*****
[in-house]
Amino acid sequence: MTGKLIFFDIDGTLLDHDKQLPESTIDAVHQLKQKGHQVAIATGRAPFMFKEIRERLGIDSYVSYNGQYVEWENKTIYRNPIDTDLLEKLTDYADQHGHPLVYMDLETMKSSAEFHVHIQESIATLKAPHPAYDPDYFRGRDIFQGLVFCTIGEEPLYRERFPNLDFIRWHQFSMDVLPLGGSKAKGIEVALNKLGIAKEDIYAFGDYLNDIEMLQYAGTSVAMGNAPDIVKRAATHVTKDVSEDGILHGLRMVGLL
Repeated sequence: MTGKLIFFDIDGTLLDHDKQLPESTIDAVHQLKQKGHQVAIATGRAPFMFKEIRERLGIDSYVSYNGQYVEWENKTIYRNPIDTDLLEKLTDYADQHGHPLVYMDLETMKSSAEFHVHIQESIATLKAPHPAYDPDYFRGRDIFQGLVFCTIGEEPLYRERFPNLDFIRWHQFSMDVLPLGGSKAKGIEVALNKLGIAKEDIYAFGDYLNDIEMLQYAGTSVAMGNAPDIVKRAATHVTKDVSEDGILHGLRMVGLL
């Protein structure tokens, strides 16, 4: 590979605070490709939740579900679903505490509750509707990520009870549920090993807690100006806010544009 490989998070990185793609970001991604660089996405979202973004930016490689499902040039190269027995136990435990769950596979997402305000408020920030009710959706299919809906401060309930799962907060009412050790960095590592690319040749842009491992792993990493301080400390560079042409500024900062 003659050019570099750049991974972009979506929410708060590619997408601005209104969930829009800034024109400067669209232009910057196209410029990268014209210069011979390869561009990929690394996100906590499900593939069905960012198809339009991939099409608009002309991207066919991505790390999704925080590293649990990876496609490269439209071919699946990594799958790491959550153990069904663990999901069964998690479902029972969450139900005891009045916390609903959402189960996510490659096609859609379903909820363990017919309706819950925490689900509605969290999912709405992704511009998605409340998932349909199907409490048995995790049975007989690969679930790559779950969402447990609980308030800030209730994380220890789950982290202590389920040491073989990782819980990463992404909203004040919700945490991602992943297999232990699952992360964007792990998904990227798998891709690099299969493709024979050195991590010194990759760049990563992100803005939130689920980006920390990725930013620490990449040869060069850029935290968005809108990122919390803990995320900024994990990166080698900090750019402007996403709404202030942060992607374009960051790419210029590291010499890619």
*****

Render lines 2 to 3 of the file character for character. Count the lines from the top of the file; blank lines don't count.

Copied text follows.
Amino acid sequence: MTGKLIFFDIDGTLLDHDKQLPESTIDAVHQLKQKGHQVAIATGRAPFMFKEIRERLGIDSYVSYNGQYVEWENKTIYRNPIDTDLLEKLTDYADQHGHPLVYMDLETMKSSAEFHVHIQESIATLKAPHPAYDPDYFRGRDIFQGLVFCTIGEEPLYRERFPNLDFIRWHQFSMDVLPLGGSKAKGIEVALNKLGIAKEDIYAFGDYLNDIEMLQYAGTSVAMGNAPDIVKRAATHVTKDVSEDGILHGLRMVGLL
Repeated sequence: MTGKLIFFDIDGTLLDHDKQLPESTIDAVHQLKQKGHQVAIATGRAPFMFKEIRERLGIDSYVSYNGQYVEWENKTIYRNPIDTDLLEKLTDYADQHGHPLVYMDLETMKSSAEFHVHIQESIATLKAPHPAYDPDYFRGRDIFQGLVFCTIGEEPLYRERFPNLDFIRWHQFSMDVLPLGGSKAKGIEVALNKLGIAKEDIYAFGDYLNDIEMLQYAGTSVAMGNAPDIVKRAATHVTKDVSEDGILHGLRMVGLL